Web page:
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Old 12-21-2019, 01:12 AM
DrDeth is offline
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Originally Posted by md2000 View Post
Also keep in mind that a lot of the gospels are writer embellishments and redactions long after the fact, to conform to the orthodoxy of the day. Whole "gospels" are dismissed as apocrypha because of doubtful authenticity and because they contradicted to dominant dogma at the time of the consolidation of church teachings around the Nicaean council. (Plus, many other works over the years were "updated" - consider that the reference to Jesus in the works of Josephus is generally believed to have been altered to suggest Josephus affirmed Jesus' divinity.
Actually, no. Mark and Matthew are based mostly on Q, and Q is thought to be more or less contemporary with Jesus. The Gospel of John was likely dictated to the Apostle John's followers when John was a very old man.

The other gospels were either duplicates or transparent forgeries, written at a late date. By the Council of Nicaea , they were quite aware of which 3 synoptic gospels showed up not too long after the Crucifixion.

It's very true that one mention of Jesus in Josephus was likely edited by some monk. However, there werent many copies of Josephus around. There were many copies of the Gospels, and what we have found from early scrolls (such as the Dead Sea Scrolls*) pretty closely match what we have now, with some minor translation and copiest errors, none of any substance.

The Council was in AD 325. Many scrolls dated earlier than that date have been found. Not to mention the Council didnt discuss the Gospels and apocrypha. Wiki "Biblical canon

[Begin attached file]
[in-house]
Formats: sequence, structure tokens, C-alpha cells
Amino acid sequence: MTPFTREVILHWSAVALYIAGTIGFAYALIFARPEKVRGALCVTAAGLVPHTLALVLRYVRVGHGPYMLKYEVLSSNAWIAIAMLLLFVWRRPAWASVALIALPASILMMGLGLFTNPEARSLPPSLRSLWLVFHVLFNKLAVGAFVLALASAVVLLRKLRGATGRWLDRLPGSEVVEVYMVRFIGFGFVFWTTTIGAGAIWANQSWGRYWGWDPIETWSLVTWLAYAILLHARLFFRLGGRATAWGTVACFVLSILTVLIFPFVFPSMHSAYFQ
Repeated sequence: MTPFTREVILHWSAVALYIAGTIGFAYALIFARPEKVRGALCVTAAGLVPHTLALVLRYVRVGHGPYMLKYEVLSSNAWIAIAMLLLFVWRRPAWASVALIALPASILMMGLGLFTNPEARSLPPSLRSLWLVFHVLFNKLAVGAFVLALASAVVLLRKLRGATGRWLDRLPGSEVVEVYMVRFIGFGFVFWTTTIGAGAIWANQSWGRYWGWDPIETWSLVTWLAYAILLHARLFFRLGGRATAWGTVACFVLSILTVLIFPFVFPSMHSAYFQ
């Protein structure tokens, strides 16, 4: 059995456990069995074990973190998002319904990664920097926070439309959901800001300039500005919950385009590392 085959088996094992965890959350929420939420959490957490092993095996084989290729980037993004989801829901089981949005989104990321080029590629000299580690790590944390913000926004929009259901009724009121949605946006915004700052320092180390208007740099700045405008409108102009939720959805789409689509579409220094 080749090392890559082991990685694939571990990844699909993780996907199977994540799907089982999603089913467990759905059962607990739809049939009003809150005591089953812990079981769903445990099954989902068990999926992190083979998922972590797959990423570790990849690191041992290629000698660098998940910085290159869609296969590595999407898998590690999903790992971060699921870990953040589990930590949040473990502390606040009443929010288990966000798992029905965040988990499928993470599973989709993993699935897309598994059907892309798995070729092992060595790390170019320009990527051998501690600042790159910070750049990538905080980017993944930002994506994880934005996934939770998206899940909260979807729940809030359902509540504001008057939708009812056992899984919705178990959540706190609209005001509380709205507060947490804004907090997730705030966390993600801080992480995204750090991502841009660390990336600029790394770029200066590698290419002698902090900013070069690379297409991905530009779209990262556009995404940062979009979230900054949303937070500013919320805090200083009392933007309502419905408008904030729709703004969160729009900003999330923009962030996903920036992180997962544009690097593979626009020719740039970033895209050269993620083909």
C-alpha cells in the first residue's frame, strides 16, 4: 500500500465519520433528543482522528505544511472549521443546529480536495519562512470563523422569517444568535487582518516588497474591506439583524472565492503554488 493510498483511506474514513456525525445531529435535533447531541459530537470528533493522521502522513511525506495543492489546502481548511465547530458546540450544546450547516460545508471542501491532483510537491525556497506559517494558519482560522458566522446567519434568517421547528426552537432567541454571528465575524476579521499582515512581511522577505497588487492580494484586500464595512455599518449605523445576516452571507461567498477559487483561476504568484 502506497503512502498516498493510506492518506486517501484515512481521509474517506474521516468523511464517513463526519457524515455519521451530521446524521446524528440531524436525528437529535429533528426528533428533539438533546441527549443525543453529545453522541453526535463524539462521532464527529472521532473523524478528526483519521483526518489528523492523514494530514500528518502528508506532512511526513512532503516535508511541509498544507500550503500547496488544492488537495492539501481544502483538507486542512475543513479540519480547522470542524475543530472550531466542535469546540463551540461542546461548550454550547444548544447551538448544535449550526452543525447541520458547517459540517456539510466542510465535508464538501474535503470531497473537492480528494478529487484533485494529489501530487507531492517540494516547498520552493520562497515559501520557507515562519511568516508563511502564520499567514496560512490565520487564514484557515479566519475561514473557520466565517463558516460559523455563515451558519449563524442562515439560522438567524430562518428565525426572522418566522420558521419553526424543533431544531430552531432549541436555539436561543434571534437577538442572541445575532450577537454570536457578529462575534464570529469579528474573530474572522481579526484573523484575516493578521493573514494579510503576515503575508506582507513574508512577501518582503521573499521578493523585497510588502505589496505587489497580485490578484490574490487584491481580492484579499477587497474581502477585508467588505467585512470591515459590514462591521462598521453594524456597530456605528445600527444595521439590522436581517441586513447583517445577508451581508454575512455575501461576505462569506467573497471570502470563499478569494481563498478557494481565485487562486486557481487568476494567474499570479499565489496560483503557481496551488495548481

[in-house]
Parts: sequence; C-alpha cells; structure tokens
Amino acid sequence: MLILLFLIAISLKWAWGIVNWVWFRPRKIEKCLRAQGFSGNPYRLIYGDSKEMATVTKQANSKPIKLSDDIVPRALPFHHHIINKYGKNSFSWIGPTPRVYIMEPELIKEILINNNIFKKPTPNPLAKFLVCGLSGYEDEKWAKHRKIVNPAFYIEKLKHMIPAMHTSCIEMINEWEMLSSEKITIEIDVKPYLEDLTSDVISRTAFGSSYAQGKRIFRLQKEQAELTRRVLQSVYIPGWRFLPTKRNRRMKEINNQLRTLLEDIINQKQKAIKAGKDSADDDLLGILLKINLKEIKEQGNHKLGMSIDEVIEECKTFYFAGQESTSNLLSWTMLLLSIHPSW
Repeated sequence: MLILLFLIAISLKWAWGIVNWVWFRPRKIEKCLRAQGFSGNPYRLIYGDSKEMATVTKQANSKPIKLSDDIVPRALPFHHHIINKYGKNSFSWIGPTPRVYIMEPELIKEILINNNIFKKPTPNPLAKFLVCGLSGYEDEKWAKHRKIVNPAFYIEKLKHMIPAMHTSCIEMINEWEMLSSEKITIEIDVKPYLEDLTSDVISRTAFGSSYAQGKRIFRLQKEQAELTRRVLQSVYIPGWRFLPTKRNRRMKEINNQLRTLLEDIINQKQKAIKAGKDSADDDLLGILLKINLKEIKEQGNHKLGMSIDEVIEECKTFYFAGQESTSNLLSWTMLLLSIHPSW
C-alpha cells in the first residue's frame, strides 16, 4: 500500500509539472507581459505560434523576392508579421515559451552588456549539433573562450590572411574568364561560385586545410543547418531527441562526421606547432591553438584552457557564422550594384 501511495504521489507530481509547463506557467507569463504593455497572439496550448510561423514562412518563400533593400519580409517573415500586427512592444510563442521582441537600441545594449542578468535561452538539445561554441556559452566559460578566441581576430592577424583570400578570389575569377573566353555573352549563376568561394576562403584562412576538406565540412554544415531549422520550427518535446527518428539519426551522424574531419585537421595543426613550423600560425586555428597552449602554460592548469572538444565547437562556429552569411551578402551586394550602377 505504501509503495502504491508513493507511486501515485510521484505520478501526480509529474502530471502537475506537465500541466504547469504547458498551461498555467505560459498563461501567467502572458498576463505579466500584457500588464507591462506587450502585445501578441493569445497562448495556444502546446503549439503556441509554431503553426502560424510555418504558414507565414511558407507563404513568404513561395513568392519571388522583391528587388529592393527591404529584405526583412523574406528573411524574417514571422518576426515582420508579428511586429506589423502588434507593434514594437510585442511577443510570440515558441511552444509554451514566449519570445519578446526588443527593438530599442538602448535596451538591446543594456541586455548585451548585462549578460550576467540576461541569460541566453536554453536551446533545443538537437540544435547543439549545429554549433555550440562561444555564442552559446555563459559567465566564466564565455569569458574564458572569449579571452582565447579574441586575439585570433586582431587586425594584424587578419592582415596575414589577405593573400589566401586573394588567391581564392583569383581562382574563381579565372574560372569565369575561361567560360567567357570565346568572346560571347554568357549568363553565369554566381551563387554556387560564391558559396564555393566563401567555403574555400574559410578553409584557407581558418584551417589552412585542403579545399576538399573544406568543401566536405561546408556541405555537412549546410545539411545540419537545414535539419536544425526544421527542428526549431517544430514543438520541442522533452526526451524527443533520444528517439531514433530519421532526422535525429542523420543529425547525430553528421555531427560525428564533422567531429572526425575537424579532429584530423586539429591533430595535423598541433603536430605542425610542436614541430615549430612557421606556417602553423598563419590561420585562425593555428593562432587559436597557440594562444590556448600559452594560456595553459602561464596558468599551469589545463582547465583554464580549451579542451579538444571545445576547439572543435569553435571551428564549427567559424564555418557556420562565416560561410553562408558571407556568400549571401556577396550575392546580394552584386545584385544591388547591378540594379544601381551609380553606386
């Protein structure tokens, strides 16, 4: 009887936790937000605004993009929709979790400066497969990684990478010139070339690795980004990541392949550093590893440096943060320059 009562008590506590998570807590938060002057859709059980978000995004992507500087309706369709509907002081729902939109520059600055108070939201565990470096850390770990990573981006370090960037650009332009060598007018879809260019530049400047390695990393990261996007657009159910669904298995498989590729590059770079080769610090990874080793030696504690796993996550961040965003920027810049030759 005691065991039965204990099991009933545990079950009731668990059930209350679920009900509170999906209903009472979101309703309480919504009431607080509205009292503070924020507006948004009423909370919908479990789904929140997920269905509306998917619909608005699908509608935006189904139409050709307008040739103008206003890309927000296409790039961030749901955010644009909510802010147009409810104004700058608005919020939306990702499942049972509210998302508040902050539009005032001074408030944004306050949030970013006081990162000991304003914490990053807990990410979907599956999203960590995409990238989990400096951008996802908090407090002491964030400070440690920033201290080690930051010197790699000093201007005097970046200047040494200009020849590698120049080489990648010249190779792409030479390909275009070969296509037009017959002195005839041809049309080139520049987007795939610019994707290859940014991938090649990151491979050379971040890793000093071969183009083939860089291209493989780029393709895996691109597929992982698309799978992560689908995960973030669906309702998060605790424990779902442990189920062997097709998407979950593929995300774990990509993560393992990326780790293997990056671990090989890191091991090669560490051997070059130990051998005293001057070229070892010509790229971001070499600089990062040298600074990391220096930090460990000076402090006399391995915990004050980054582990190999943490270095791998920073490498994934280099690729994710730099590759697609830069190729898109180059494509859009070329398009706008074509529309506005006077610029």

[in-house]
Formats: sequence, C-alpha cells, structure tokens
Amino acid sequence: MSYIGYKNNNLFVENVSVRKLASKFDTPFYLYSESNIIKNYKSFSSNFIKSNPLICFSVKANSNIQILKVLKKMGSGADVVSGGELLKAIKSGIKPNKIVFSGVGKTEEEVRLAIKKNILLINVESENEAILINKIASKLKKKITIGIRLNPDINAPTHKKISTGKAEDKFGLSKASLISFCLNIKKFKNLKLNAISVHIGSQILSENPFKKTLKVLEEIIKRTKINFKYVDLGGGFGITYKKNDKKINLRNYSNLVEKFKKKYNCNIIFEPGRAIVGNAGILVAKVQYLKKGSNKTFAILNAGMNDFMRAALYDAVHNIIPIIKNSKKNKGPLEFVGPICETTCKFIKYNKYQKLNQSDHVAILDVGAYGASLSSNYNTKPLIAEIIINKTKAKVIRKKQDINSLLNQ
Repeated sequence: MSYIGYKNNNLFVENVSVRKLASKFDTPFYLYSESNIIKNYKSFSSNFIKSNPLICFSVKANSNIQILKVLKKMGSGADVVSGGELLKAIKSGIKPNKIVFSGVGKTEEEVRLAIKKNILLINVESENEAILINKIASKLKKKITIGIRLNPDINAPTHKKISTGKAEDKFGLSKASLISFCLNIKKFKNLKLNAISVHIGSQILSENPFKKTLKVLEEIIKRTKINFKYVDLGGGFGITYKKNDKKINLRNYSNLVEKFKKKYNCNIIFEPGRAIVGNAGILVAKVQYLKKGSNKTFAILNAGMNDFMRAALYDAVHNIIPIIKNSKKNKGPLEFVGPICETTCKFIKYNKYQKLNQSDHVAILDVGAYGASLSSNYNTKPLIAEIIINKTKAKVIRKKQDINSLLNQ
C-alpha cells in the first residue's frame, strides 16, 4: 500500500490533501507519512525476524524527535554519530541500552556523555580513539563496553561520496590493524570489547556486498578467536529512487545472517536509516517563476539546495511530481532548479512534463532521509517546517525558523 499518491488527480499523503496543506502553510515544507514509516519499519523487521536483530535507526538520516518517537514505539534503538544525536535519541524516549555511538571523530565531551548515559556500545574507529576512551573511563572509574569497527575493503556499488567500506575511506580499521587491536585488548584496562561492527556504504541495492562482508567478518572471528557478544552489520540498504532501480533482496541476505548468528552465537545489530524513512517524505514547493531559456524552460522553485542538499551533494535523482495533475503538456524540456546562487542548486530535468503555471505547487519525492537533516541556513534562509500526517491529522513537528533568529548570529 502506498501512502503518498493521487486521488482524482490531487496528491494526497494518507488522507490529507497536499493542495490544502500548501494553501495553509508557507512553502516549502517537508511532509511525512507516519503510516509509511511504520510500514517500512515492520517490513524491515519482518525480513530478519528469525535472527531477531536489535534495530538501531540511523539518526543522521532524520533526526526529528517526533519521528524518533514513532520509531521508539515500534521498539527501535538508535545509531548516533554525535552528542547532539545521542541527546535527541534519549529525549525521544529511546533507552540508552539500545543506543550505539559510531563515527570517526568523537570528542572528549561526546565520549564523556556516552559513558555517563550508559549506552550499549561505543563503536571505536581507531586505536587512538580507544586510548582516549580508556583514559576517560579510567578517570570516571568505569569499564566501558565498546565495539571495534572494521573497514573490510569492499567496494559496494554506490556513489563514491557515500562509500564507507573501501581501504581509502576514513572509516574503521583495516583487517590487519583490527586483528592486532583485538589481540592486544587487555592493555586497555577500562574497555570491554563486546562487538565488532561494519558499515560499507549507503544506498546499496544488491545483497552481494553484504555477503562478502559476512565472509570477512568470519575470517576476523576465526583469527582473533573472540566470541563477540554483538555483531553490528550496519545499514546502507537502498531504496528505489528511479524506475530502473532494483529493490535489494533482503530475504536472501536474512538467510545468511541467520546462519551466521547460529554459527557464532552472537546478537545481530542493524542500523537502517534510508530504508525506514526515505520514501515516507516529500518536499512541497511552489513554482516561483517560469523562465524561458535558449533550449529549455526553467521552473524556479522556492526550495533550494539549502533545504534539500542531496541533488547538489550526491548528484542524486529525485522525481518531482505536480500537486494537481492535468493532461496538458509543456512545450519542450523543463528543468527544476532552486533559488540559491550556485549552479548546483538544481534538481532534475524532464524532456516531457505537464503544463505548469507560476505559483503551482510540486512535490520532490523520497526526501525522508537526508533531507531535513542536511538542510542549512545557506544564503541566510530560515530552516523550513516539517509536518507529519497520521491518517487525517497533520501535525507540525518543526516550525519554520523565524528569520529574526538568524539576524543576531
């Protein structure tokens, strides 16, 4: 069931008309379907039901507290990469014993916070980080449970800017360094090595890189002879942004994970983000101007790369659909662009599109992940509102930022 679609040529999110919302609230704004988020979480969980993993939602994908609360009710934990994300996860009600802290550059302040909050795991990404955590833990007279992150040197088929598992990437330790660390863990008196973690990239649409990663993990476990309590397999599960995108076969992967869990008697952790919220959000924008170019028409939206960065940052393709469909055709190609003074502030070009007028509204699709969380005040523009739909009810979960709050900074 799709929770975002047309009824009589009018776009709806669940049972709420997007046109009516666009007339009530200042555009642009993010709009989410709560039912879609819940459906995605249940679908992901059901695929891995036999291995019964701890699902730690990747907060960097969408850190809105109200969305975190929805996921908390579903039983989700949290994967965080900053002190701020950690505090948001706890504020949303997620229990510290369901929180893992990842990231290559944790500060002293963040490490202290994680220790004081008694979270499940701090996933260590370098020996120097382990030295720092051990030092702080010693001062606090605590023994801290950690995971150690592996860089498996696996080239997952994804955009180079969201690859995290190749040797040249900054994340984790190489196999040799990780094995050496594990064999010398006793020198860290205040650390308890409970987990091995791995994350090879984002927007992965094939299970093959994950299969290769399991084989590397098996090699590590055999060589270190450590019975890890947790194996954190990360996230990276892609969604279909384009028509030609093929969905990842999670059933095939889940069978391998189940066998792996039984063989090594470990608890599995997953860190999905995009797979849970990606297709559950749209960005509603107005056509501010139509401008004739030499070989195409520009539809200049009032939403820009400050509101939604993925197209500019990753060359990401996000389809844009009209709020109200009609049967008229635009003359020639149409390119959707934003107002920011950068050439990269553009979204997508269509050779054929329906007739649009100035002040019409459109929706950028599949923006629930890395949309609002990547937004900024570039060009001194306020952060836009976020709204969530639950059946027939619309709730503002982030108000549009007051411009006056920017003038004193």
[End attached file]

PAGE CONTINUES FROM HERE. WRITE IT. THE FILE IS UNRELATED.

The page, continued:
Main article: Development of the Christian biblical canon
There is no record of any discussion of the biblical canon at the council.[79] The development of the biblical canon was nearly complete (with exceptions known as the Antilegomena, written texts whose authenticity or value is disputed) by the time the Muratorian fragment was written.[80]"...."Irenaeus (died c. 202) quotes and cites 21 books that would end up as part of the New Testament, ..."

So the canon was mostly set before the 2nd century ended.

Pretty much then, everything in your post is incorrect.

*mostly OT, not NT but similar scroll caches have been found- papyrus fragment, also known as P52" has the Gospel of John. Bodmer Papyrus II AD c200 has the epistle of Jude and the two epistles of Peter and earliest known copy of the Gospel according to the Luke and one of the earliest of the Gospel according to John. The A. Chester Beatty Papyri C AD200 has part of a codex of Matthew, Mark, Luke, John, Acts, letters written by Paul: Romans, Hebrews, I and II Corinthians, Ephesians, Galatians, Philippians, Colossians, and I Thessalonians and contains the oldest known text of the Book of Revelation. and so forth.